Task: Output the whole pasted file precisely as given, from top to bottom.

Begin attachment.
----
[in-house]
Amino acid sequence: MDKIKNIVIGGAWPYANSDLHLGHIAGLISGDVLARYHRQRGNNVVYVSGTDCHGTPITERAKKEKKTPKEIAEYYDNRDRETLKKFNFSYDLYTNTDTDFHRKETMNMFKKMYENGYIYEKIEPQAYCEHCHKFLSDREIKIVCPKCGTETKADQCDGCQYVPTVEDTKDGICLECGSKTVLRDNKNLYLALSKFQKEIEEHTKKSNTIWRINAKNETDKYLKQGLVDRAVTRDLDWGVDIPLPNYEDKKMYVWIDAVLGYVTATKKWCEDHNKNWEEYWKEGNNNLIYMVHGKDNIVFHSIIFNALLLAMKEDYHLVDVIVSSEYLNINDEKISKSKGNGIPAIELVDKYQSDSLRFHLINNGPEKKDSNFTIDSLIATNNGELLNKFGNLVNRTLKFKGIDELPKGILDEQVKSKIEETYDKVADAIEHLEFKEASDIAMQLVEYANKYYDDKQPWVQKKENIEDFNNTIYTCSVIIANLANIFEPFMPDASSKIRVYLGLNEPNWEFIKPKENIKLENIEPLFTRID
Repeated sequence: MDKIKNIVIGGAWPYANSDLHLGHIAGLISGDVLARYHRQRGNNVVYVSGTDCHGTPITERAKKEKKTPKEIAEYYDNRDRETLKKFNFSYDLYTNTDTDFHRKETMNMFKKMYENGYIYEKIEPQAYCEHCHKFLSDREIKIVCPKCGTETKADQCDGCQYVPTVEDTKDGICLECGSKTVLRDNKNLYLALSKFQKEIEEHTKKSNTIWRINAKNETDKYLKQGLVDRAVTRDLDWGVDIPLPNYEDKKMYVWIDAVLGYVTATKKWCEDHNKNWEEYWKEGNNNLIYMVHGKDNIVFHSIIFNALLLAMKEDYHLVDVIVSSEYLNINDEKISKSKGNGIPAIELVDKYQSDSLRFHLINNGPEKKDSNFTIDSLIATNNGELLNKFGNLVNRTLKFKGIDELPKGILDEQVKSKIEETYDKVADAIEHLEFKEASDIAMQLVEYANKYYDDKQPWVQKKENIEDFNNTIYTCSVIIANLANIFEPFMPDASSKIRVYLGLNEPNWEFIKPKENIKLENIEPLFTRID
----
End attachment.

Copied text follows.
[in-house]
Amino acid sequence: MDKIKNIVIGGAWPYANSDLHLGHIAGLISGDVLARYHRQRGNNVVYVSGTDCHGTPITERAKKEKKTPKEIAEYYDNRDRETLKKFNFSYDLYTNTDTDFHRKETMNMFKKMYENGYIYEKIEPQAYCEHCHKFLSDREIKIVCPKCGTETKADQCDGCQYVPTVEDTKDGICLECGSKTVLRDNKNLYLALSKFQKEIEEHTKKSNTIWRINAKNETDKYLKQGLVDRAVTRDLDWGVDIPLPNYEDKKMYVWIDAVLGYVTATKKWCEDHNKNWEEYWKEGNNNLIYMVHGKDNIVFHSIIFNALLLAMKEDYHLVDVIVSSEYLNINDEKISKSKGNGIPAIELVDKYQSDSLRFHLINNGPEKKDSNFTIDSLIATNNGELLNKFGNLVNRTLKFKGIDELPKGILDEQVKSKIEETYDKVADAIEHLEFKEASDIAMQLVEYANKYYDDKQPWVQKKENIEDFNNTIYTCSVIIANLANIFEPFMPDASSKIRVYLGLNEPNWEFIKPKENIKLENIEPLFTRID
Repeated sequence: MDKIKNIVIGGAWPYANSDLHLGHIAGLISGDVLARYHRQRGNNVVYVSGTDCHGTPITERAKKEKKTPKEIAEYYDNRDRETLKKFNFSYDLYTNTDTDFHRKETMNMFKKMYENGYIYEKIEPQAYCEHCHKFLSDREIKIVCPKCGTETKADQCDGCQYVPTVEDTKDGICLECGSKTVLRDNKNLYLALSKFQKEIEEHTKKSNTIWRINAKNETDKYLKQGLVDRAVTRDLDWGVDIPLPNYEDKKMYVWIDAVLGYVTATKKWCEDHNKNWEEYWKEGNNNLIYMVHGKDNIVFHSIIFNALLLAMKEDYHLVDVIVSSEYLNINDEKISKSKGNGIPAIELVDKYQSDSLRFHLINNGPEKKDSNFTIDSLIATNNGELLNKFGNLVNRTLKFKGIDELPKGILDEQVKSKIEETYDKVADAIEHLEFKEASDIAMQLVEYANKYYDDKQPWVQKKENIEDFNNTIYTCSVIIANLANIFEPFMPDASSKIRVYLGLNEPNWEFIKPKENIKLENIEPLFTRID